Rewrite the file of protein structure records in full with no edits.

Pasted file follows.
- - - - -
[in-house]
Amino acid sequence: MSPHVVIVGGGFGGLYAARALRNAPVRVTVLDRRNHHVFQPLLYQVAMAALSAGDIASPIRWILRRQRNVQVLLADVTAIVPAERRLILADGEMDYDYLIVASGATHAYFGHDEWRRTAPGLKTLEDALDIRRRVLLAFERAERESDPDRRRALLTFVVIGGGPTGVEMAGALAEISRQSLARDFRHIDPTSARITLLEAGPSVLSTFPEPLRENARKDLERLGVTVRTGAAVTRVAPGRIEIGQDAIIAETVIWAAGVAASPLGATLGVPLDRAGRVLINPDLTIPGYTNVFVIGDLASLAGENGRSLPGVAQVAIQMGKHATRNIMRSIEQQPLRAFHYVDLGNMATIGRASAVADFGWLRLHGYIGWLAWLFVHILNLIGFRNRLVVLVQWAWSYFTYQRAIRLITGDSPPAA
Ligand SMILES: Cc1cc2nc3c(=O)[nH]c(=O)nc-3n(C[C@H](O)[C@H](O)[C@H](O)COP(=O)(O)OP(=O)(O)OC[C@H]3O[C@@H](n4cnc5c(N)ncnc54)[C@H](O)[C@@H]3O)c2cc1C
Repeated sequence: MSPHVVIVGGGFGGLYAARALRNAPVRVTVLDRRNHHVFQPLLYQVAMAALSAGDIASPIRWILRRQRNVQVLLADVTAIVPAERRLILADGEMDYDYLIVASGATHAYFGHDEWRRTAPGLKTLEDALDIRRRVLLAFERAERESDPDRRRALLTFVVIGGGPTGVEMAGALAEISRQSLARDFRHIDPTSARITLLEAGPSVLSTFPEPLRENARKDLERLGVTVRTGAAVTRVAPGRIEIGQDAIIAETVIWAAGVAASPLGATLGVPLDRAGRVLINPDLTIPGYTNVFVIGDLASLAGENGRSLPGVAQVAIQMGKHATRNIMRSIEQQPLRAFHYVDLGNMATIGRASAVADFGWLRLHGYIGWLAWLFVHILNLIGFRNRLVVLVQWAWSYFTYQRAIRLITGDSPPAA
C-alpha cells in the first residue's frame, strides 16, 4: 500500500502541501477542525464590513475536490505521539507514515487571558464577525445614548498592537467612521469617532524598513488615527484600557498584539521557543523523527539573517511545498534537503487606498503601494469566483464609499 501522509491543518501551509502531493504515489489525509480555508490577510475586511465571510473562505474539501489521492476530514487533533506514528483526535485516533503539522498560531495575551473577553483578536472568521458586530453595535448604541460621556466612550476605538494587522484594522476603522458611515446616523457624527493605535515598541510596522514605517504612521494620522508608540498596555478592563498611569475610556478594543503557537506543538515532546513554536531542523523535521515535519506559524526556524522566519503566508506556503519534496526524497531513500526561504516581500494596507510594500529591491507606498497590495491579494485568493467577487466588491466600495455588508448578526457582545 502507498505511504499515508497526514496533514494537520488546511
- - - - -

[in-house]
Amino acid sequence: MSPHVVIVGGGFGGLYAARALRNAPVRVTVLDRRNHHVFQPLLYQVAMAALSAGDIASPIRWILRRQRNVQVLLADVTAIVPAERRLILADGEMDYDYLIVASGATHAYFGHDEWRRTAPGLKTLEDALDIRRRVLLAFERAERESDPDRRRALLTFVVIGGGPTGVEMAGALAEISRQSLARDFRHIDPTSARITLLEAGPSVLSTFPEPLRENARKDLERLGVTVRTGAAVTRVAPGRIEIGQDAIIAETVIWAAGVAASPLGATLGVPLDRAGRVLINPDLTIPGYTNVFVIGDLASLAGENGRSLPGVAQVAIQMGKHATRNIMRSIEQQPLRAFHYVDLGNMATIGRASAVADFGWLRLHGYIGWLAWLFVHILNLIGFRNRLVVLVQWAWSYFTYQRAIRLITGDSPPAA
Ligand SMILES: Cc1cc2nc3c(=O)[nH]c(=O)nc-3n(C[C@H](O)[C@H](O)[C@H](O)COP(=O)(O)OP(=O)(O)OC[C@H]3O[C@@H](n4cnc5c(N)ncnc54)[C@H](O)[C@@H]3O)c2cc1C
Repeated sequence: MSPHVVIVGGGFGGLYAARALRNAPVRVTVLDRRNHHVFQPLLYQVAMAALSAGDIASPIRWILRRQRNVQVLLADVTAIVPAERRLILADGEMDYDYLIVASGATHAYFGHDEWRRTAPGLKTLEDALDIRRRVLLAFERAERESDPDRRRALLTFVVIGGGPTGVEMAGALAEISRQSLARDFRHIDPTSARITLLEAGPSVLSTFPEPLRENARKDLERLGVTVRTGAAVTRVAPGRIEIGQDAIIAETVIWAAGVAASPLGATLGVPLDRAGRVLINPDLTIPGYTNVFVIGDLASLAGENGRSLPGVAQVAIQMGKHATRNIMRSIEQQPLRAFHYVDLGNMATIGRASAVADFGWLRLHGYIGWLAWLFVHILNLIGFRNRLVVLVQWAWSYFTYQRAIRLITGDSPPAA
C-alpha cells in the first residue's frame, strides 16, 4: 500500500502541501477542525464590513475536490505521539507514515487571558464577525445614548498592537467612521469617532524598513488615527484600557498584539521557543523523527539573517511545498534537503487606498503601494469566483464609499 501522509491543518501551509502531493504515489489525509480555508490577510475586511465571510473562505474539501489521492476530514487533533506514528483526535485516533503539522498560531495575551473577553483578536472568521458586530453595535448604541460621556466612550476605538494587522484594522476603522458611515446616523457624527493605535515598541510596522514605517504612521494620522508608540498596555478592563498611569475610556478594543503557537506543538515532546513554536531542523523535521515535519506559524526556524522566519503566508506556503519534496526524497531513500526561504516581500494596507510594500529591491507606498497590495491579494485568493467577487466588491466600495455588508448578526457582545 502507498505511504499515508497526514496533514494537520488546511